Over 20 ‘Searching for the Truth’ Films Screened at the 10th KDocsFF Festival in February – Peace Arch News

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“In search of the truth. Waging Change ”is the theme of the 10th anniversary edition of KDocsFF, a Surrey-based event billed as Metro Vancouver’s premier social justice documentary film festival.

As of February 18, the event returns online with over 20 films and three special live presentations (with audience Q&A sessions), all focused on the theme of ‘Searching for the Truth’.

The festival organized by Kwantlen Polytechnic University aims to present films, filmmakers and cinematographic subjects “grappling with issues such as anti-oppression, poverty alleviation, anti-racism, stewardship of the ‘environment, gender equality and indigenous rights and governance,’ according to a press release announcing the festival’s programming.

“’In search of the truth. “Waging Change” refers to a general line of conduct between films, whether it is straightforward exposures or more contemplative inner explorations, “said Janice Morris, Founder and Director of the KDocsFF Festival.

“At the heart of each of them is a journey to truth; we meet a lot of truth seekers and agents of change. From Peace Circles to Armed Surveillance, From the Opioid Crisis to the Future of Food, from LGBTQ + Rights to Canadian Foreign Policy, KDocsFF 2022 asks tough questions about what counts as ‘truth’ and amplifies voices often stifled resistance. “

A 30-second YouTube trailer highlights the festival’s 2022 films, which will be geo-blocked in Canada.

Ticket sales began January 5 on kdocsff.com for $ 5 per film or $ 45 for a festival pass.

The festival kicks off with a double screening of “The Gig Is Up”, directed by Shannon Walsh, and “Waging Change” by Abby Ginzberg, which inspired this year’s festival title, as well as the short film “Ride Fair” by Javier Lovera. On February 19, films and audience Q&A will explore the savings of concerts and hourly wages “and growing threats to work, especially in a global pandemic.”

Panelists include Walsh and Ginzberg, as well as Thorben Wieditz (co-founder of RideFair, a coalition seeking to better regulate ridesharing platforms), Saru Jayaraman (founder and president of One Fair Wage, which advocates for restaurant workers in the United States receive minimum wage) and Nikki MG Cole (former director of national policy for One Fair Wage). Lovera will be moderate.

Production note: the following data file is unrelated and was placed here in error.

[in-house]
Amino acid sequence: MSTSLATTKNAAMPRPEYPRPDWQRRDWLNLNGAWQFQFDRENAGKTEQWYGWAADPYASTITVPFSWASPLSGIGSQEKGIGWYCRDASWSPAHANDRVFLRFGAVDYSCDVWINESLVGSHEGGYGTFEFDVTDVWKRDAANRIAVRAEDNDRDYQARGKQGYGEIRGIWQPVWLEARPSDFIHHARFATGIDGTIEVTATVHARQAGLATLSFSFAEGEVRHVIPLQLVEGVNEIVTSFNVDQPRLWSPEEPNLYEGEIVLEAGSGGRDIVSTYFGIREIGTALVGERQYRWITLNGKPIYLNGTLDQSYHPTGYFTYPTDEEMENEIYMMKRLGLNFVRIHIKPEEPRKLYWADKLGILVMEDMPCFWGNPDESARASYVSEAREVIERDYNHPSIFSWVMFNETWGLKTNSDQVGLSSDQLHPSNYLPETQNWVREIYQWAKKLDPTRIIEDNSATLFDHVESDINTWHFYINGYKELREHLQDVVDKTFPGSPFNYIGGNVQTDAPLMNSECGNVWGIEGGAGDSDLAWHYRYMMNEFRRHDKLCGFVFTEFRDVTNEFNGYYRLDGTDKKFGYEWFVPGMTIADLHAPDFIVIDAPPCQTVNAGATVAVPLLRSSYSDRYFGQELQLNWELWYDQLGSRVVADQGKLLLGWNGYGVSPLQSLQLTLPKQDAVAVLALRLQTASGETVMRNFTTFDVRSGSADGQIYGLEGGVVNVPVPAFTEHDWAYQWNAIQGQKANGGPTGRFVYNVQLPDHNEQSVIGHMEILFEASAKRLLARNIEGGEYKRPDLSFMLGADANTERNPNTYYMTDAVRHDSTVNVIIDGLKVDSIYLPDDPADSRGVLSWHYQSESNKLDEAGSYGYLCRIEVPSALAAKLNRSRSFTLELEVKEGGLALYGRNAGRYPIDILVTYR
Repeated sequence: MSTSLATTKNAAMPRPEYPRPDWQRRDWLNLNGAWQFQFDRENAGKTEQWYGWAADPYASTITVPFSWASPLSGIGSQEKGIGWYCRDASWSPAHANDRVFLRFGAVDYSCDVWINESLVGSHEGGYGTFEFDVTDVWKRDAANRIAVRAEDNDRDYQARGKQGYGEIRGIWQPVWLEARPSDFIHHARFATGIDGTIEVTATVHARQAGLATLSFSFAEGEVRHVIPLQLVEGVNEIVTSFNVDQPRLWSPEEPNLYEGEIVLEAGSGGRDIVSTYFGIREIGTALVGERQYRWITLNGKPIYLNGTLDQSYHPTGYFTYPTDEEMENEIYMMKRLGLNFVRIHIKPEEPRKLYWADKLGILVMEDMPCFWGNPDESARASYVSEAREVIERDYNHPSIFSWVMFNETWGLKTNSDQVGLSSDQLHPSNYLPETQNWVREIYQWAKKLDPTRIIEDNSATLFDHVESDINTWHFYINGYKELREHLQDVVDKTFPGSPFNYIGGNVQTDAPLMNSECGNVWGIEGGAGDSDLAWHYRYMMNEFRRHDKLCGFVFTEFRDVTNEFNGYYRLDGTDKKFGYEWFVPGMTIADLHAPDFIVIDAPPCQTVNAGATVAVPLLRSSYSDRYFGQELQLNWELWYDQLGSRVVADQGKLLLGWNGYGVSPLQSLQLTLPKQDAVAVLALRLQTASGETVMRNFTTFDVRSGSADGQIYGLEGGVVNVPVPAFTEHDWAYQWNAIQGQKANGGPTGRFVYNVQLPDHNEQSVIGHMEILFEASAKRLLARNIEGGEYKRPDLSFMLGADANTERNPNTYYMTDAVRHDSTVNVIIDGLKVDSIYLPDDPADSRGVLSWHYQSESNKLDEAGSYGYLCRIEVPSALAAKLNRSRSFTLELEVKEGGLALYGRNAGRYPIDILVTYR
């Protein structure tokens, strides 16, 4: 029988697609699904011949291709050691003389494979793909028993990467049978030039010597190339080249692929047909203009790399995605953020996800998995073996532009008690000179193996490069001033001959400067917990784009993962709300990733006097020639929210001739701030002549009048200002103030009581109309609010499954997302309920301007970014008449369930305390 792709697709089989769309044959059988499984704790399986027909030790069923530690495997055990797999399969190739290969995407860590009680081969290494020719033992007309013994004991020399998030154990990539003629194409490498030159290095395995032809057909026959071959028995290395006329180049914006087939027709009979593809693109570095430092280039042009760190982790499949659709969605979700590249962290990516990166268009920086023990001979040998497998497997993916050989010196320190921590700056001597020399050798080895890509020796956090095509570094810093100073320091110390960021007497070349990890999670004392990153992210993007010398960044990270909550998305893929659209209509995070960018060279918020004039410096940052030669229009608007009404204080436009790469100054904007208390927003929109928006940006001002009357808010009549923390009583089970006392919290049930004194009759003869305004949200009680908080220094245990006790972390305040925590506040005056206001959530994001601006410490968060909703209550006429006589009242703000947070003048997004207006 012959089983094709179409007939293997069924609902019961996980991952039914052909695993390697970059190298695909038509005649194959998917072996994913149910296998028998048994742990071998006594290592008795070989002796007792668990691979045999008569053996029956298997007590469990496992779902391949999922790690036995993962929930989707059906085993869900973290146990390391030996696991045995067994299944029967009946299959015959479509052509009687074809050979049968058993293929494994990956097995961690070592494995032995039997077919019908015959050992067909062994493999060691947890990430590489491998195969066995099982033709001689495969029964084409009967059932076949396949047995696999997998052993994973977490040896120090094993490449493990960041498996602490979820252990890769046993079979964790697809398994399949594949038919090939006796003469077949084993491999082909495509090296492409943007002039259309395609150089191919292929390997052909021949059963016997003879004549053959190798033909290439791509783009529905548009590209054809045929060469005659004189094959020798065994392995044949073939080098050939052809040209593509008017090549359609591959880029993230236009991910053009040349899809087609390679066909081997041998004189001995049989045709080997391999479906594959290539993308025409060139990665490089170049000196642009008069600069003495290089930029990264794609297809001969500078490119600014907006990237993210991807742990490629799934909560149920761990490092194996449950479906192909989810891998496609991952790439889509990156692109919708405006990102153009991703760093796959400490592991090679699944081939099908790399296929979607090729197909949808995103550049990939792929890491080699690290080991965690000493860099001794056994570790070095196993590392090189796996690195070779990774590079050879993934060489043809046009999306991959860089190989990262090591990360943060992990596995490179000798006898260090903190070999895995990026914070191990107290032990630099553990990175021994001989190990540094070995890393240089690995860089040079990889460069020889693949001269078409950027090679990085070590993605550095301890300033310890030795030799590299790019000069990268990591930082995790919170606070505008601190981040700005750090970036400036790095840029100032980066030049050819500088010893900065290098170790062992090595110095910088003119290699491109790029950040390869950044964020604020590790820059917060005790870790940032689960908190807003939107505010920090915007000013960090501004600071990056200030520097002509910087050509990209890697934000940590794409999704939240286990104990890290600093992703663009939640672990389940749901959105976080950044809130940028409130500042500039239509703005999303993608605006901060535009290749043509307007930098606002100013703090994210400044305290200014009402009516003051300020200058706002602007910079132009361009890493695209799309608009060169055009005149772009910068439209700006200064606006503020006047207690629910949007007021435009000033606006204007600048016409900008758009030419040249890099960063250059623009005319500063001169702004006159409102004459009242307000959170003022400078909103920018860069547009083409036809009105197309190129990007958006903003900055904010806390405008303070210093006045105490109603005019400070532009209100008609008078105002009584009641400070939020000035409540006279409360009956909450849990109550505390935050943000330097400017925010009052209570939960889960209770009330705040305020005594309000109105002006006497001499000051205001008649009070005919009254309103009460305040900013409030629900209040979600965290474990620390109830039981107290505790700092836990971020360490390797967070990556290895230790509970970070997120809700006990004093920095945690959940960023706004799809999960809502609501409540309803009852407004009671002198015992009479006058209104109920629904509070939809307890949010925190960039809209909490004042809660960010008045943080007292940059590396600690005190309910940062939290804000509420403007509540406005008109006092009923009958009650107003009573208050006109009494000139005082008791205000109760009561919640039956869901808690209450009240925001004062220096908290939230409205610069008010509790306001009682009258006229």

“Right now,” Morris said, “we are in such a time of concert economy, exacerbated by a pandemic, and important questions are not being raised. Not only is this a matter of work and labor rights, but, more specifically, labor exploitation. ”

KDocsFF’s second special showing on February 25 features “Warrior Women,” directed by Christina King and Elizabeth Castle, and the shorts “Lupita” by Monica Wise Robles and “Mary Two-Ax Earley: I Am Indian Again,” by Courtney Montour. Together, the films highlight “the power of resilient Indigenous women who fight for Indigenous rights in the face of colonial violence and oppression.”

Vicki Haynes, Indigenous Studies Instructor at KPU, will host a live question-and-answer session, with panelists including “Warrior Women” subjects Madonna Thunder Hawk and Marcella Gilbert, as well as Wise Robles and Lupita herself, Guadaupe Vázquez Luna, as well as Jodi Calahoo Stonehouse, who appears in “Mary Two Ax Earley.”

A festival closing event on February 26 features “Alice Street,” directed by Spencer Wilkinson, and the short “Jean Swanson: We Need a New Map” by Teresa Alfeld. ‘Alice Street’ showcases the use of public art to fight gentrification as the short follows Swanson, a longtime poverty reduction and housing justice activist and organizer, on her first term as Vancouver city councilor.

KPU Criminology Instructor Michael Ma will host a live question-and-answer session featuring Swanson, Wilkinson, the two subjects of “Alice Street” (political muralists Pancho Peskador and Desi Mundo) and artist Kwantlen Brandon Gabriel First Nation Multimedia.

Other KDocsFF films in February included “A Once and Future Peace” (a hybrid animated / live documentary exploring the past, present and future of circles of peace), “All Light, Everywhere” (an exploration shared stories of cameras, guns, police and justice), “Ascension” (China’s industrial supply chain), “Dead Boy” (drug overdose where unintentional deaths occur) and, among others, “In the Rumbling Belly of Motherland ”(the daily obstacles faced by Afghan women journalists and media).


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